Ukraine looks to be gambling on a hard fight across a key river to kick-start its struggling counteroffensive

  • Ukraine's troops have been conducting operations on the eastern bank of the Dnipro River across from Kherson.

  • A Ukrainian official confirmed on Monday that troops had established a "foothold" in the area.

  • But progress is slow, as Ukraine's soldiers are outnumbered and face stiff Russian resistance.

Ukrainian troops have crossed the Dnipro River, a natural barrier that has been working to Russia's advantage, and appear to be making a risky play to kick-start a struggling counteroffensive.

But while the progress could be promising, Ukraine's grip on the area, which includes a few villages around the eastern bank of the Dnipro, is anything but firm. Ukrainian troops hunker in hastily made trenches, facing stiff defenses and overwhelming numbers of Russian forces, recent reporting indicates.

During a visit to Washington, D.C. on Monday, Head of the Office of the President of Ukraine Andriy Yermak confirmed troops had established a presence on the eastern bank of the Dnipro River, with smaller groups reinforcing a larger Ukrainian operation there.

Ukrainian forces had gained a "foothold" on the left bank of the Dnipro, he said. It was the first public acknowledgement of Ukraine's movement across the Dnipro, but there had been unconfirmed reports of the operation, as well as pictures and videos of Ukrainian soldiers crossing the river, in the days prior.

On Wednesday, Vladimir Saldo, a Russian-installed governor in a part of occupied Kherson, acknowledged that small groups of Ukrainian troops had crossed the river and spread out over a 12-mile area including the region's railway bridge and the Krynky village but said they only numbered around one and a half companies.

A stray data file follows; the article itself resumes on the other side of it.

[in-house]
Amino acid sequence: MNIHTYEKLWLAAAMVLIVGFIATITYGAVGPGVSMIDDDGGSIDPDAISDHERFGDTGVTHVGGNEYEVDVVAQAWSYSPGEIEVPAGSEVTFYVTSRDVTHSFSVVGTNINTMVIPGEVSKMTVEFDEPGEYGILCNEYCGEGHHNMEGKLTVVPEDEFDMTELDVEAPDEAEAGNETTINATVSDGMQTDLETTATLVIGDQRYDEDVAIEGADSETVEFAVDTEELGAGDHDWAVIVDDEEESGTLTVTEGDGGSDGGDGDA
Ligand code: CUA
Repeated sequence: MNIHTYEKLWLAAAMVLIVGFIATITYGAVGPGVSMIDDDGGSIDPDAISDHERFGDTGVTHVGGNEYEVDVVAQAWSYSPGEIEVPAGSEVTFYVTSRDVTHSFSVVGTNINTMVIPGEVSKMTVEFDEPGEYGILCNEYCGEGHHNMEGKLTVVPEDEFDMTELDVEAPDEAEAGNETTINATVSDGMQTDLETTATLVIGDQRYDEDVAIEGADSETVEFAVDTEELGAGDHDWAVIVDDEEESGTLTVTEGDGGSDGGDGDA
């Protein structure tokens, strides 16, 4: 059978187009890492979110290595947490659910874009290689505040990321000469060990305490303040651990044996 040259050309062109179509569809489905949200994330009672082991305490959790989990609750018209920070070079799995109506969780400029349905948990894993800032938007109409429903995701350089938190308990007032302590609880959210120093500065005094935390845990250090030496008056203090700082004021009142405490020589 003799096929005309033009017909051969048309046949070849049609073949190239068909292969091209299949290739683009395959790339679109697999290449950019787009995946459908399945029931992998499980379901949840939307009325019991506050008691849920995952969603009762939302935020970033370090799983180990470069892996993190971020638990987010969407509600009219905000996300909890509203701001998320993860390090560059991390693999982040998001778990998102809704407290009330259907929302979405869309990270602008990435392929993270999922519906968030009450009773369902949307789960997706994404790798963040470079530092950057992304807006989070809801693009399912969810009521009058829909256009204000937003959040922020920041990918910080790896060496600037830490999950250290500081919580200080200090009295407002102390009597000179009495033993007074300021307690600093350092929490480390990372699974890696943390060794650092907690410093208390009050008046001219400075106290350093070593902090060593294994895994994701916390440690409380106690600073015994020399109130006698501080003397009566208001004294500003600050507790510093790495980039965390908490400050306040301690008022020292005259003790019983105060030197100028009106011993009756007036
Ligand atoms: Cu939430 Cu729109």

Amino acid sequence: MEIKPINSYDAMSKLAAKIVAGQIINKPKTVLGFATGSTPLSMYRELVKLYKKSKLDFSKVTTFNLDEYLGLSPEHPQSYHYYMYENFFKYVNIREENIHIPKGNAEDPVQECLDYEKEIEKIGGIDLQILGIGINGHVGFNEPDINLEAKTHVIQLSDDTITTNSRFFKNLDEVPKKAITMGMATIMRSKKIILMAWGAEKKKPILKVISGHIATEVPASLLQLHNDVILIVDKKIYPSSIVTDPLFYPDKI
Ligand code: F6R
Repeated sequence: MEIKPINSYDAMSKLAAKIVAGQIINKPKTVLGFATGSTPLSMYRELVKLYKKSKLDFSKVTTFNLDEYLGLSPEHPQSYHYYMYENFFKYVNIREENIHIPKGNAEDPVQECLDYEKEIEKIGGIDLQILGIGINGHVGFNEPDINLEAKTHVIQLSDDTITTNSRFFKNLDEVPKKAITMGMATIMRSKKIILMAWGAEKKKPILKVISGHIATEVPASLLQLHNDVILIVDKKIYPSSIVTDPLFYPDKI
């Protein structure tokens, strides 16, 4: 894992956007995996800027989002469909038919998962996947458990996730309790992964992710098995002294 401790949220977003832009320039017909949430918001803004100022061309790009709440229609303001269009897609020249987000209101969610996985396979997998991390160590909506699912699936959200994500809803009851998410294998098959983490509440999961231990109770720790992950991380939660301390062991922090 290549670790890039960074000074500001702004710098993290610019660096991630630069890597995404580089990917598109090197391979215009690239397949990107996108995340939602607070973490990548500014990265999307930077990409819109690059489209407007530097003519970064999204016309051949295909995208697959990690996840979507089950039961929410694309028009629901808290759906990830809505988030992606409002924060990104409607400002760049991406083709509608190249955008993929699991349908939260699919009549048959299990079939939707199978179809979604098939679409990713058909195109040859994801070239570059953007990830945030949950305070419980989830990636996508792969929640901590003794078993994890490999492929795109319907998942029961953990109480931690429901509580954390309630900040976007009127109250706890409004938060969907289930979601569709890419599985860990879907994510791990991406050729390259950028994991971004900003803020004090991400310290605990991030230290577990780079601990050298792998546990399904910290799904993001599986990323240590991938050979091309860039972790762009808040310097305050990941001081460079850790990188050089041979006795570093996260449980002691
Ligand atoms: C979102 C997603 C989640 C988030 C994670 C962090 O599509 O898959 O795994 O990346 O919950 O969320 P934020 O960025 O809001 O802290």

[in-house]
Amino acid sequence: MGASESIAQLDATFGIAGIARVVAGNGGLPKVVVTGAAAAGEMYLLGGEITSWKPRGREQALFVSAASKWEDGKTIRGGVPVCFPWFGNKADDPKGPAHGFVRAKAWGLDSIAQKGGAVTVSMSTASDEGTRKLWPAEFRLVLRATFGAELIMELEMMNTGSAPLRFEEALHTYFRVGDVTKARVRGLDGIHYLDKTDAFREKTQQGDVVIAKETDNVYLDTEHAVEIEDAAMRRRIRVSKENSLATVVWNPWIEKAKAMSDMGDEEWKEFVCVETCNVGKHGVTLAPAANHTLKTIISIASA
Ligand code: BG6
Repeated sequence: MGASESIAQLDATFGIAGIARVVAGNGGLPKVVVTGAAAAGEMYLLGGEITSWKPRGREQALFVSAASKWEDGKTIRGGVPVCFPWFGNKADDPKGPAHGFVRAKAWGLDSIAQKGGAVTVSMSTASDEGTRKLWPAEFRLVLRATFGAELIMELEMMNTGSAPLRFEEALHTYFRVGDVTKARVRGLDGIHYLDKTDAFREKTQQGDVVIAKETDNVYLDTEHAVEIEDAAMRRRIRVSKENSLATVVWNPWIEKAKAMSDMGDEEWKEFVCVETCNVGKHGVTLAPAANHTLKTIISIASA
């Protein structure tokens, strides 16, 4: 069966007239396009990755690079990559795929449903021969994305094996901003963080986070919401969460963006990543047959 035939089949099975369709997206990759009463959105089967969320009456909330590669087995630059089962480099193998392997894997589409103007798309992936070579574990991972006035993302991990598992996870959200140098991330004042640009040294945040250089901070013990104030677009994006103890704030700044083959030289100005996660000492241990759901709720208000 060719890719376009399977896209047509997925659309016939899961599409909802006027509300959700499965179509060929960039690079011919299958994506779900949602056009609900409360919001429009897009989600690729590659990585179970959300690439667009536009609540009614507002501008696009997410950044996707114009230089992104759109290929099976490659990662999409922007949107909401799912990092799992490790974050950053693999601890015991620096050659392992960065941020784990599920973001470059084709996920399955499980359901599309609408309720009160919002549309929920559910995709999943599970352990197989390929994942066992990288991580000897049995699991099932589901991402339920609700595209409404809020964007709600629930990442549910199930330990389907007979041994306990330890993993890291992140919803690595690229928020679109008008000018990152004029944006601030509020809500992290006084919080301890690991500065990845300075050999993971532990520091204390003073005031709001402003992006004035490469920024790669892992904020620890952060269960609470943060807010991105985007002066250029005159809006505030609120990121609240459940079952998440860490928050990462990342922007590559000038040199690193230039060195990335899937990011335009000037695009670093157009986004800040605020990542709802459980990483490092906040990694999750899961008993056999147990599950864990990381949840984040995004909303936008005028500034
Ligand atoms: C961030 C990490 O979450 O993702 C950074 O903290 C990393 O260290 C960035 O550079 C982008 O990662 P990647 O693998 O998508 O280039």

"Our additional forces have now been brought in. The enemy is trapped in Krynky and a fiery hell has been arranged for him: bombs, rockets, heavy flamethrower systems, artillery shells and drones," Saldo said, according to a Reuters translation of his remarks.

The goal of the Ukrainian operations appears to be to amass a larger number of infantry and armored vehicles in the area, allowing Ukraine to strike Russian forces and push into territory where defenses are less extensive and fortified. As the AP noted in a report Wednesday, Ukraine could possibly outflank Russia and relieve pressure on Ukrainian forces in Zaporizhzhia to achieve a breakthrough.

But building up that offensive and maintaining momentum is proving to be a daunting challenge.

A Ukrainian serviceman of the 123rd Territorial Defense Brigade stands guard on a position next to the Dnipro River, in an undisclosed location in the Kherson region, on November 6, 2023, amid the Russian invasion of Ukraine.
A Ukrainian serviceman of the 123rd Territorial Defense Brigade stands guard on a position next to the Dnipro River, in an undisclosed location in the Kherson region, on November 6, 2023, amid the Russian invasion of Ukraine.ROMAN PILIPEY/AFP via Getty Images

Ukrainian soldiers confirmed the dire situation to The Wall Street Journal, saying they were hiding in the basements of wrecked houses and trenches while Russian artillery and drones constantly fired and buzzed above them. One private in Ukraine's 38th Marine Brigade who'd been across the river since the start of November said Ukraine's forces were vastly outnumbered. "For every fighter we have there, they have 10," they said.

Krynky, an area where Ukraine managed to position forces, is a little more than 18 miles northeast of Kherson, which Ukraine successfully recaptured last November in a major blow to Russia. Whether or not the gains translate into larger movements remains to be seen. An expert who recently returned from Ukraine told the Journal that "we need to be realistic about what can be achieved here."

Ukrainian activity on the other side of the Dnipro is Kyiv's latest play in its counteroffensive, which has slowed down in recent weeks as the conflict settles into a kind of stalemate. Earlier in the offensive, Ukraine made some promising advances in the southern Zaporizhzhia region, breaking through parts of the formidable Surovikin Line. There was hope they would be able to open an area wide enough to push down to the Sea of Azov, splitting Russian occupied territory.

But operations in Zaporizhzhia eventually stalled, and while Ukraine has maintained offensive activity in a few key areas along the front lines, little territory is being regained.

In the lull, Russia has launched new offensives, but it too is struggling to gain new ground. In Avdiivka, Russian troops have amassed a major force, largely surrounding the Ukrainian defenders, but they've suffered staggering vehicle and tank losses over the past month.

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